Facebook unifies its hardware efforts as mysterious ‘Aloha’ device readies for primetime
Facebook might be getting serious about streamlining its consumer products, with the social network announcing it will unify all of its consumer hardware efforts under one roof that will be led by Facebook executive Andrew Bosworth.
According to Business Insider, Bosworth will lead Facebook’s Oculus VR and Building 8 divisions. For some context, Bosworth was Facebook’s vice president of ads and business platform for five years prior to the announcement. As for the divisions, Facebook scooped up Oculus a little over three years ago and uses the division for its virtual reality efforts, while Building 8 is a more secretive division with multiple projects underway.
One of those projects is rumored to be an unannounced video chat device codenamed ‘Aloha,’ which was reported on a few weeks ago. The device, which is slated to be Building 8’s first consumer hardware, looks to directly compete with Amazon’s Echo Show by featuring a large touch screen, speakers, and a camera that can recognize your face.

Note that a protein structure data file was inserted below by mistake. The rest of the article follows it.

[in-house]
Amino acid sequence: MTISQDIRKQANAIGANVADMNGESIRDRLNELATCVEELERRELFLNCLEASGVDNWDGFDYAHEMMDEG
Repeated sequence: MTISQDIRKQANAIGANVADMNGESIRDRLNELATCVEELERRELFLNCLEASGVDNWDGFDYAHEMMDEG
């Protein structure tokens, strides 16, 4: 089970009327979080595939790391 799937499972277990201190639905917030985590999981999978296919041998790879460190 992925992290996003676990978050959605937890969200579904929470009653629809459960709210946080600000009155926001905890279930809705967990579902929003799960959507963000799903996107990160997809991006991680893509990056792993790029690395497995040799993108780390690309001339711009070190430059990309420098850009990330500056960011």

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According to folks with knowledge of the device, some Facebook employees have used the Aloha in their homes during the past few months, with the idea being to release the device in May 2018. The Aloha could be priced at $499, though the release date and price could change at any point.
The price is not the Aloha’s only potential pitfall, however – folks have criticized Facebook over privacy concerns, and having a product with a camera, microphone, and speakers from the world’s largest social network does not exactly allay those concerns.
To minimize those worries, Facebook will reportedly market the Aloha as a way for the elderly to talk to their families. Some Building 8 employees are also reportedly thinking of creating other brand names to sell the Aloha under.
Because Building 8 itself is rather secretive, it should not come as a huge surprise that the rest of its products are shrouded in mystery. However, the mysterious hardware lab has teased a brain sensor that can type 100 words a minute, along with several other projects that are given two-year deadlines to see whether they can get to the consumer stage.